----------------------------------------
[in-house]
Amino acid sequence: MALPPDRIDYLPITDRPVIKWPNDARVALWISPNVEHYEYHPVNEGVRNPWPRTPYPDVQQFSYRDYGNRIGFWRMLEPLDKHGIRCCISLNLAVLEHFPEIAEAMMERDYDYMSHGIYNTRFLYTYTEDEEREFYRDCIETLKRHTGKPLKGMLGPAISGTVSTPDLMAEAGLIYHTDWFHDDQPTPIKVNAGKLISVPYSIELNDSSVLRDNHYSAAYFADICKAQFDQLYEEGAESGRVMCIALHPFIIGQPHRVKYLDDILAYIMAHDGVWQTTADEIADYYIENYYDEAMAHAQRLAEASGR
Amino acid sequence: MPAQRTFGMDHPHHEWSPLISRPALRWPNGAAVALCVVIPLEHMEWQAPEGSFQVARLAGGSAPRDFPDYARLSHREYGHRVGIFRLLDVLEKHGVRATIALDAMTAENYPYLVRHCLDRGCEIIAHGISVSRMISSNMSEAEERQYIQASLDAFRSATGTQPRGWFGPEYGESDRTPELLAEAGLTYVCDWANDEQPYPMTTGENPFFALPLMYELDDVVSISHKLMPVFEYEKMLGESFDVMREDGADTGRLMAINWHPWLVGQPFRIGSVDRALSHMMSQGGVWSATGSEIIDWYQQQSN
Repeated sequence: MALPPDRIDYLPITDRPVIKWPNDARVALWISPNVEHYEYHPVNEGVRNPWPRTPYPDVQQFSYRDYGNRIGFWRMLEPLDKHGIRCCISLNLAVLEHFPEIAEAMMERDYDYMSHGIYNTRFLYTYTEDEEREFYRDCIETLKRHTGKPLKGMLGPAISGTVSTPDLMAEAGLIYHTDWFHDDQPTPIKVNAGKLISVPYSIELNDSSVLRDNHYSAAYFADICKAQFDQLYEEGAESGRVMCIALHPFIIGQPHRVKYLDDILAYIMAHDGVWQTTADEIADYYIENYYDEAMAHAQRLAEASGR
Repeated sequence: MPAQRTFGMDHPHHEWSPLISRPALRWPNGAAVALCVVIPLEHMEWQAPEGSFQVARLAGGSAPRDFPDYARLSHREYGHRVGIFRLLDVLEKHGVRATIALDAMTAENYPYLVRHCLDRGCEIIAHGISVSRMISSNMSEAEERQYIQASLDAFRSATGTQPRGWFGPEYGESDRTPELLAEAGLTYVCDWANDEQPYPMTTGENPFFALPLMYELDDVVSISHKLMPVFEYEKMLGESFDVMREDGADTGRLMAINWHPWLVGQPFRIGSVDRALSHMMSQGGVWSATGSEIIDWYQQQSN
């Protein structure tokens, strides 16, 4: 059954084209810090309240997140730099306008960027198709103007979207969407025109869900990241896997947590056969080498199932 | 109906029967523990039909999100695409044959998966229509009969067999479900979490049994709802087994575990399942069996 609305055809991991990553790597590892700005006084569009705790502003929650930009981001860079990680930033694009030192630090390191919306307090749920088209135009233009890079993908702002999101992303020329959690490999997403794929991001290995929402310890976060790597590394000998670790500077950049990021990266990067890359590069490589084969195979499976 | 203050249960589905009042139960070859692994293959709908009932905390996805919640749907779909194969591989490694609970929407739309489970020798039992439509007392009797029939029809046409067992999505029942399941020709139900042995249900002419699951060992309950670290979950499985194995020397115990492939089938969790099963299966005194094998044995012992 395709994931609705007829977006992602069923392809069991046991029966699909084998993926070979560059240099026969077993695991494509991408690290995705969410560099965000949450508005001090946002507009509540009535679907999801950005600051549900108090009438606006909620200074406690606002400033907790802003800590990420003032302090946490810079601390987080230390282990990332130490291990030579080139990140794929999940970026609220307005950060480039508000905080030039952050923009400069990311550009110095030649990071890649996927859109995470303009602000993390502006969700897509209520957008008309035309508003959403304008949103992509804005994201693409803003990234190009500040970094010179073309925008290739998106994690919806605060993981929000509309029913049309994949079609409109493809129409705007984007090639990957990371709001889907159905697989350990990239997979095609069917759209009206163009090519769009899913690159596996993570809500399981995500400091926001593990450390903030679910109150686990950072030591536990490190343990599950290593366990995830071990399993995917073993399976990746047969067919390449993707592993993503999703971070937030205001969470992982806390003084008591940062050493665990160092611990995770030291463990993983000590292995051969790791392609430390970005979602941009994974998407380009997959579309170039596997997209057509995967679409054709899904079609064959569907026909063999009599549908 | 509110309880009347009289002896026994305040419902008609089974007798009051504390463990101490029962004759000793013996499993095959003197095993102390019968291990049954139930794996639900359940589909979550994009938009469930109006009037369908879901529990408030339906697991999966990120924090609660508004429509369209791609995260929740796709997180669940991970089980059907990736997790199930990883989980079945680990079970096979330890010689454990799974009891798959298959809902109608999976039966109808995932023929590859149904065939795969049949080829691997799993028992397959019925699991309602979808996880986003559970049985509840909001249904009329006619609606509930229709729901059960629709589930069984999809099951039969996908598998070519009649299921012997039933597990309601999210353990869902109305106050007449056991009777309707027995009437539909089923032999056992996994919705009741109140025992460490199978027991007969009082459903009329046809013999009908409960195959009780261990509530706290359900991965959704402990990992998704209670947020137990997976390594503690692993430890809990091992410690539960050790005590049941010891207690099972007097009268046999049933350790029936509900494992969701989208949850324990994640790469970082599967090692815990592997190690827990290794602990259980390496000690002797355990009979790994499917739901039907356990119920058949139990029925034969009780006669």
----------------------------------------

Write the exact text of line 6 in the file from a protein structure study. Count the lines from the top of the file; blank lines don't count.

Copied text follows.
């Protein structure tokens, strides 16, 4: 059954084209810090309240997140730099306008960027198709103007979207969407025109869900990241896997947590056969080498199932 | 109906029967523990039909999100695409044959998966229509009969067999479900979490049994709802087994575990399942069996 609305055809991991990553790597590892700005006084569009705790502003929650930009981001860079990680930033694009030192630090390191919306307090749920088209135009233009890079993908702002999101992303020329959690490999997403794929991001290995929402310890976060790597590394000998670790500077950049990021990266990067890359590069490589084969195979499976 | 203050249960589905009042139960070859692994293959709908009932905390996805919640749907779909194969591989490694609970929407739309489970020798039992439509007392009797029939029809046409067992999505029942399941020709139900042995249900002419699951060992309950670290979950499985194995020397115990492939089938969790099963299966005194094998044995012992 395709994931609705007829977006992602069923392809069991046991029966699909084998993926070979560059240099026969077993695991494509991408690290995705969410560099965000949450508005001090946002507009509540009535679907999801950005600051549900108090009438606006909620200074406690606002400033907790802003800590990420003032302090946490810079601390987080230390282990990332130490291990030579080139990140794929999940970026609220307005950060480039508000905080030039952050923009400069990311550009110095030649990071890649996927859109995470303009602000993390502006969700897509209520957008008309035309508003959403304008949103992509804005994201693409803003990234190009500040970094010179073309925008290739998106994690919806605060993981929000509309029913049309994949079609409109493809129409705007984007090639990957990371709001889907159905697989350990990239997979095609069917759209009206163009090519769009899913690159596996993570809500399981995500400091926001593990450390903030679910109150686990950072030591536990490190343990599950290593366990995830071990399993995917073993399976990746047969067919390449993707592993993503999703971070937030205001969470992982806390003084008591940062050493665990160092611990995770030291463990993983000590292995051969790791392609430390970005979602941009994974998407380009997959579309170039596997997209057509995967679409054709899904079609064959569907026909063999009599549908 | 509110309880009347009289002896026994305040419902008609089974007798009051504390463990101490029962004759000793013996499993095959003197095993102390019968291990049954139930794996639900359940589909979550994009938009469930109006009037369908879901529990408030339906697991999966990120924090609660508004429509369209791609995260929740796709997180669940991970089980059907990736997790199930990883989980079945680990079970096979330890010689454990799974009891798959298959809902109608999976039966109808995932023929590859149904065939795969049949080829691997799993028992397959019925699991309602979808996880986003559970049985509840909001249904009329006619609606509930229709729901059960629709589930069984999809099951039969996908598998070519009649299921012997039933597990309601999210353990869902109305106050007449056991009777309707027995009437539909089923032999056992996994919705009741109140025992460490199978027991007969009082459903009329046809013999009908409960195959009780261990509530706290359900991965959704402990990992998704209670947020137990997976390594503690692993430890809990091992410690539960050790005590049941010891207690099972007097009268046999049933350790029936509900494992969701989208949850324990994640790469970082599967090692815990592997190690827990290794602990259980390496000690002797355990009979790994499917739901039907356990119920058949139990029925034969009780006669």